Scaling & Load Balancing

With busy systems, the number of messages in your queue can be high. This does not send receivers into a frenzy as the message queues often use the “pull model”, where receivers peek into the message queues for new messages and process them as they are read rather than messages pushed to the receivers. If, at any point, the queue begins to grow and you want faster processing, you can add receivers dynamically to spread the load. However, the message queues can ensure that each message is processed only once. A given message is only processed by a single, specific receiver. This is called the Competing Consumers Pattern. Receivers can also be removed when the sudden surge in traffic has been dealt with. This balances workload and increases the availability and responsiveness of your system.

Load Leveling

With surges in traffic, you can use the message queue as a buffer, with receivers draining the messages at their own pace rather than scaling out. This ensures that despite more incoming requests, the processing throughput remains constant. In addition to keeping your systems responsive and available, this helps control costs as you only need adequate resources to manage an average load, not peak loads.

Recoverability - Retries & Fault Tolerance

With asynchronous messaging, failures in senders or receivers do not affect each other. Messages persist, and even messages that cannot be processed due to errors remain in the system. This ensures that data is never lost. Failure in one part of your distributed system does not affect your entire system; it is isolated and can be worked upon and fixed. This makes your system resilient. 

Transient errors are caused by concurrency conflicts, network issues, etc.; they are not caused by business logic. Immediate retries can help resolve issues caused by concurrency. With network-related issues that might need more time to resolve, delayed retries can help. Different retry strategies can be used with delayed retries, like fixed interval and exponential backoff.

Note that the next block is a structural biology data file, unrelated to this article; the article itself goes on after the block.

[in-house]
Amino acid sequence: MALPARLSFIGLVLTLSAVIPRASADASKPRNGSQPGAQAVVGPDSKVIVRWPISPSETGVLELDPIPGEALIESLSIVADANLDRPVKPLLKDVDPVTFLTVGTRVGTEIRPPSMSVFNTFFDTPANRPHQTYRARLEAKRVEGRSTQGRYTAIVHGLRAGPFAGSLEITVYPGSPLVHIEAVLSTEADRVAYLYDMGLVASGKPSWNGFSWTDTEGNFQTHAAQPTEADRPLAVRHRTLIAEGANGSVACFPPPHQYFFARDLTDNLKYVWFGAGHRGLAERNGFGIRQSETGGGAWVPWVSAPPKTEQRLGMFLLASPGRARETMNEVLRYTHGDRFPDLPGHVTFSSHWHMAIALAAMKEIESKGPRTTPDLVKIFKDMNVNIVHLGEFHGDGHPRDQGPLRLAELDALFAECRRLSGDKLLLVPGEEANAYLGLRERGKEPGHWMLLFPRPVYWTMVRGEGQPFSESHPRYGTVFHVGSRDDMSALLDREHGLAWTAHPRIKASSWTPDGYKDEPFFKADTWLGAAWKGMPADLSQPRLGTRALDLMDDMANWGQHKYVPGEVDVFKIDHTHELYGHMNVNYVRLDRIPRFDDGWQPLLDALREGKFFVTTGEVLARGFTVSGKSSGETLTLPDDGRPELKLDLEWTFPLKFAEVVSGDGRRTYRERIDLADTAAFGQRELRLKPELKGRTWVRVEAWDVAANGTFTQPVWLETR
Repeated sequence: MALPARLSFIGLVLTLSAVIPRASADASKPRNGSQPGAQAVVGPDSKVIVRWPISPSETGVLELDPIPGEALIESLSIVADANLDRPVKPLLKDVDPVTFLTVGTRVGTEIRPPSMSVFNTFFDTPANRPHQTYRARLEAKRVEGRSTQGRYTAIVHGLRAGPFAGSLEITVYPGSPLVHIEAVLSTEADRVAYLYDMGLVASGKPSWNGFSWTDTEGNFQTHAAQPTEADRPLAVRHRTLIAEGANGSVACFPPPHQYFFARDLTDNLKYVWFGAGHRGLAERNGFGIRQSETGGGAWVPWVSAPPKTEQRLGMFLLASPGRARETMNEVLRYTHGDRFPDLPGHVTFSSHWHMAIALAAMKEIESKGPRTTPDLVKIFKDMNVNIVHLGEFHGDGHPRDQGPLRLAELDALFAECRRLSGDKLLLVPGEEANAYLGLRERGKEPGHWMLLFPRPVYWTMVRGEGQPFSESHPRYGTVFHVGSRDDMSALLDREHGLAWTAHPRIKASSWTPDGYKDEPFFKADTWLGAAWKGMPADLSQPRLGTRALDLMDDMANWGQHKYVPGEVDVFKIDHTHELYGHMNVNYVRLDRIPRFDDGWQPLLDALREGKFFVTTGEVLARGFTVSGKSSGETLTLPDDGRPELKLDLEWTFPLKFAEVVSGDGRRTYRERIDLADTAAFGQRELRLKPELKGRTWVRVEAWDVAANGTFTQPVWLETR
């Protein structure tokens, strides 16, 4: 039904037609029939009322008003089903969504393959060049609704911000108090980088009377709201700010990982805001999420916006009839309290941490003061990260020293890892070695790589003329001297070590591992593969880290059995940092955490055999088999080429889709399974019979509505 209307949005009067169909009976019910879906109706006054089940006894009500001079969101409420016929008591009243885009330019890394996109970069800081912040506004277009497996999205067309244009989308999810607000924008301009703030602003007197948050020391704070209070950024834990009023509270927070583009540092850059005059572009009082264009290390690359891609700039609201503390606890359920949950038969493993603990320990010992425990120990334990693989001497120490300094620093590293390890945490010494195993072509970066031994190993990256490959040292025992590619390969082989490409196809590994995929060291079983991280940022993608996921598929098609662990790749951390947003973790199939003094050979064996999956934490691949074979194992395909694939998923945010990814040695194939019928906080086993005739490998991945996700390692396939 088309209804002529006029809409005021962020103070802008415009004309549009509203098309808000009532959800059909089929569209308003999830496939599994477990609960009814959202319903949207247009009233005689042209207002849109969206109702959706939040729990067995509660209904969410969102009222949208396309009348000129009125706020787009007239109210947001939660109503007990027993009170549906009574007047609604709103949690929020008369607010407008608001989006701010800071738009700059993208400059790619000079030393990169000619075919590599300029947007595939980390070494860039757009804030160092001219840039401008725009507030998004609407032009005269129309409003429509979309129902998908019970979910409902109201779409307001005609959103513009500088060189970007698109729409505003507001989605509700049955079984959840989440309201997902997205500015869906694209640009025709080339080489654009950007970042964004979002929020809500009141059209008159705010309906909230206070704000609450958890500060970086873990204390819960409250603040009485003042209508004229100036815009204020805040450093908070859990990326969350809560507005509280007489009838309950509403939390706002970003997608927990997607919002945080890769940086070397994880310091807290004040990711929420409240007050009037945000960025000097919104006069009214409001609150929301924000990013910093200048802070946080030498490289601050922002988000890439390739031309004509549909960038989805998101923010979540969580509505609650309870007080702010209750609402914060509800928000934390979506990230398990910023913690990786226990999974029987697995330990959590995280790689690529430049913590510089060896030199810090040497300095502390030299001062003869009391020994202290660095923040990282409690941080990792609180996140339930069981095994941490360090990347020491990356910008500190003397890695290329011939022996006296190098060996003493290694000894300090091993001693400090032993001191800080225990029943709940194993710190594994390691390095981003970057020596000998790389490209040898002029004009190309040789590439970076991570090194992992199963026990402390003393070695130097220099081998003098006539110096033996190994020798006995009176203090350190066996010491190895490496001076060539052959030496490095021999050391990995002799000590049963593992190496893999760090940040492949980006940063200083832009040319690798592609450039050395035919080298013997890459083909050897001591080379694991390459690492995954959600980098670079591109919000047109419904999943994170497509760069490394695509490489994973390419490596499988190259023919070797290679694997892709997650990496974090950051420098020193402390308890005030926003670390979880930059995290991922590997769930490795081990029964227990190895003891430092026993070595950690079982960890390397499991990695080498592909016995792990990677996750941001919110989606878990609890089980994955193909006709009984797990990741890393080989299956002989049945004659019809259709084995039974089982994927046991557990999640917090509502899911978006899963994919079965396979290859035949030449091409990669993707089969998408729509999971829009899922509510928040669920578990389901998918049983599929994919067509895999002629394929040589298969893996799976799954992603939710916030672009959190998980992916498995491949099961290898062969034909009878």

Persistent errors, on the other hand, could be caused by business logic. Messages that fail get moved into error queues or dead-letter queues. After the cause of the issue has been fixed, the messages in error queues can be retried and processed.


Data consistency can be ensured by using message queues that participate in transactions or by patterns like the Outbox Pattern.


Asynchronous messaging increases your system's reliability. The communication model removes the dependency on connectivity between sender and receiver by introducing message queues for durable message storage. If a receiver loses connectivity, it only needs to reconnect to the message queue, and it can start processing any messages. No data will be lost. Unless the message queue is down, the sender is never blocked from sending messages. Most modern message queues are highly available, reducing this risk further.


Asynchronous messaging adds to system resiliency. If a receiver fails while processing a message, the message is put back in the queue and can be picked up later or by another receiver. If a sender fails to send a message, the atomicity of transactions can help roll back the entire transaction.


Complex Programming Model

The programming model with asynchronous messaging is complex. There is no single thread of execution, which means testing and debugging can be complex. It can give rise to many edge-case scenarios. The development effort is not trivial, either. The shift from synchronous communication to asynchronous messaging is a rather big one.

Message Ordering Issues

Message queues guarantee delivery but not the time of delivery. This means messages can go out of sequence. Furthermore, with retry mechanisms, messages can always be out of order. This means the system has to be developed so that message order is of no consequence. 

Steep Learning Curve

This is a personal one. I have spent the first two decades of my career focusing on synchronous communication patterns. While I understand the basic concepts well, I have only seen the tip of the iceberg here!


Some of the popular message queues/message brokers

  • Azure Service Bus (Message Broker)
  • Azure Storage Queue  (Message Queue)
  • RabbitMQ  (Message Broker)
  • Amazon SQS  (Message Queue)

You can also choose abstractions like NServiceBus where the message queues/brokers are abstracted away, and the libraries work with the queueing system.

Use Cases

  • Financial Services
  • Retail
  • Healthcare
  • Industrial Automation

When To Use?

  • Communication between internal services where each service has a set service boundary, where it has all the data that it needs to operate in isolation
  • Communication between modules in a monolith to make the modules completely decoupled
  • When a third party service does processing, messaging can be used to instruct an endpoint to issue a RPC call to the service. The processing will be carried out asynchronously, and some load leveling can be achieved for busy services.

REST : Myths & Facts

01 December 2023

This article discusses some of the misconceptions about REST, and what is not REST and presents you with the facts.